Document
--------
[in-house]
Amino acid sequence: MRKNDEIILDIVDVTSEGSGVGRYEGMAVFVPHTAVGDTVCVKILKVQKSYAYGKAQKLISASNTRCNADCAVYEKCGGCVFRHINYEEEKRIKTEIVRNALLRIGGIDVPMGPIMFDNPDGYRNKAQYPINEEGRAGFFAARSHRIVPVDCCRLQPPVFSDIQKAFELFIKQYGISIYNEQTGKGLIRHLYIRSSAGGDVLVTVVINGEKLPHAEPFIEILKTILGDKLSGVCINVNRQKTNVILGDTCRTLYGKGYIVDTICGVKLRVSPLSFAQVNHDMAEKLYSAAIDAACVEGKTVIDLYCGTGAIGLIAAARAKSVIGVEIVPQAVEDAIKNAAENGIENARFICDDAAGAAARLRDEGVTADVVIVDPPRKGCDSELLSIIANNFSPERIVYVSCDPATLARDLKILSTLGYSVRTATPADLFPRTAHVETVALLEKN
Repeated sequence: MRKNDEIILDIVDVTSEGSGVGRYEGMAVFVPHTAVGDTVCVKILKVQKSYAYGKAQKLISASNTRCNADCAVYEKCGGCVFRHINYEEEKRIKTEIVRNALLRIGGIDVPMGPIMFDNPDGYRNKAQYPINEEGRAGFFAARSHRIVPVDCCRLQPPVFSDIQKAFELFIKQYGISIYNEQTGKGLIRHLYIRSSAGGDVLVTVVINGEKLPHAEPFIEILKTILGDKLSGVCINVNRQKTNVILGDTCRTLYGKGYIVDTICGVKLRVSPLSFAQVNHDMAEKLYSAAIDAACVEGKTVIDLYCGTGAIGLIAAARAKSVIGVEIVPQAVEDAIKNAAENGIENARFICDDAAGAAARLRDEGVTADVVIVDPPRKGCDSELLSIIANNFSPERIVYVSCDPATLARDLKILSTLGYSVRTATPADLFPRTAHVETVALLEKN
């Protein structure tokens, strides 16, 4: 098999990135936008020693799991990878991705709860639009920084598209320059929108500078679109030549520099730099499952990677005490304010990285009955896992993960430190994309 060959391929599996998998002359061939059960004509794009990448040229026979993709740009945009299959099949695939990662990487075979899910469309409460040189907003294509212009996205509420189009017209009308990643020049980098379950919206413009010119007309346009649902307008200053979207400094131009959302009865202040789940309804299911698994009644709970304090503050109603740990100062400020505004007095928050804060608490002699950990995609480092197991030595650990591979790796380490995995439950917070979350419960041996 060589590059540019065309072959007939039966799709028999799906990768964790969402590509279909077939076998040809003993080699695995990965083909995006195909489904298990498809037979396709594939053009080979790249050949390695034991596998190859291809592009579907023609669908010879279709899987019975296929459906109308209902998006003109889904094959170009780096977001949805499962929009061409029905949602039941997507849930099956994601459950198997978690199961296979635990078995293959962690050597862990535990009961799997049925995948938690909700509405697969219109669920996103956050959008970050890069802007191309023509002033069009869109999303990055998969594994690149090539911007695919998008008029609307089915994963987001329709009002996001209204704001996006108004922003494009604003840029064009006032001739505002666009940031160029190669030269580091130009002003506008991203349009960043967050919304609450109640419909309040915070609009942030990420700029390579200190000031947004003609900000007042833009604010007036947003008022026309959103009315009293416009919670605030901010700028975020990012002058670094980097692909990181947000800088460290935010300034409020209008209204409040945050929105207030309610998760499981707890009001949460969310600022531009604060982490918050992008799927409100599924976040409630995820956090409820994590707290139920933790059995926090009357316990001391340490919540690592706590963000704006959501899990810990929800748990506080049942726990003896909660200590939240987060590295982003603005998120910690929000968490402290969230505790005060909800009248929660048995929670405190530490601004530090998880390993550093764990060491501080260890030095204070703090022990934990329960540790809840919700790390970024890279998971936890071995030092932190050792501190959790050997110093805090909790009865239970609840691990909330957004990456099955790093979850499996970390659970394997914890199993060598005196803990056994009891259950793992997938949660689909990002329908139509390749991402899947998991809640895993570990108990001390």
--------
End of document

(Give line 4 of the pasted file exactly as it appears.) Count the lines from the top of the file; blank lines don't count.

């Protein structure tokens, strides 16, 4: 098999990135936008020693799991990878991705709860639009920084598209320059929108500078679109030549520099730099499952990677005490304010990285009955896992993960430190994309 060959391929599996998998002359061939059960004509794009990448040229026979993709740009945009299959099949695939990662990487075979899910469309409460040189907003294509212009996205509420189009017209009308990643020049980098379950919206413009010119007309346009649902307008200053979207400094131009959302009865202040789940309804299911698994009644709970304090503050109603740990100062400020505004007095928050804060608490002699950990995609480092197991030595650990591979790796380490995995439950917070979350419960041996 060589590059540019065309072959007939039966799709028999799906990768964790969402590509279909077939076998040809003993080699695995990965083909995006195909489904298990498809037979396709594939053009080979790249050949390695034991596998190859291809592009579907023609669908010879279709899987019975296929459906109308209902998006003109889904094959170009780096977001949805499962929009061409029905949602039941997507849930099956994601459950198997978690199961296979635990078995293959962690050597862990535990009961799997049925995948938690909700509405697969219109669920996103956050959008970050890069802007191309023509002033069009869109999303990055998969594994690149090539911007695919998008008029609307089915994963987001329709009002996001209204704001996006108004922003494009604003840029064009006032001739505002666009940031160029190669030269580091130009002003506008991203349009960043967050919304609450109640419909309040915070609009942030990420700029390579200190000031947004003609900000007042833009604010007036947003008022026309959103009315009293416009919670605030901010700028975020990012002058670094980097692909990181947000800088460290935010300034409020209008209204409040945050929105207030309610998760499981707890009001949460969310600022531009604060982490918050992008799927409100599924976040409630995820956090409820994590707290139920933790059995926090009357316990001391340490919540690592706590963000704006959501899990810990929800748990506080049942726990003896909660200590939240987060590295982003603005998120910690929000968490402290969230505790005060909800009248929660048995929670405190530490601004530090998880390993550093764990060491501080260890030095204070703090022990934990329960540790809840919700790390970024890279998971936890071995030092932190050792501190959790050997110093805090909790009865239970609840691990909330957004990456099955790093979850499996970390659970394997914890199993060598005196803990056994009891259950793992997938949660689909990002329908139509390749991402899947998991809640895993570990108990001390």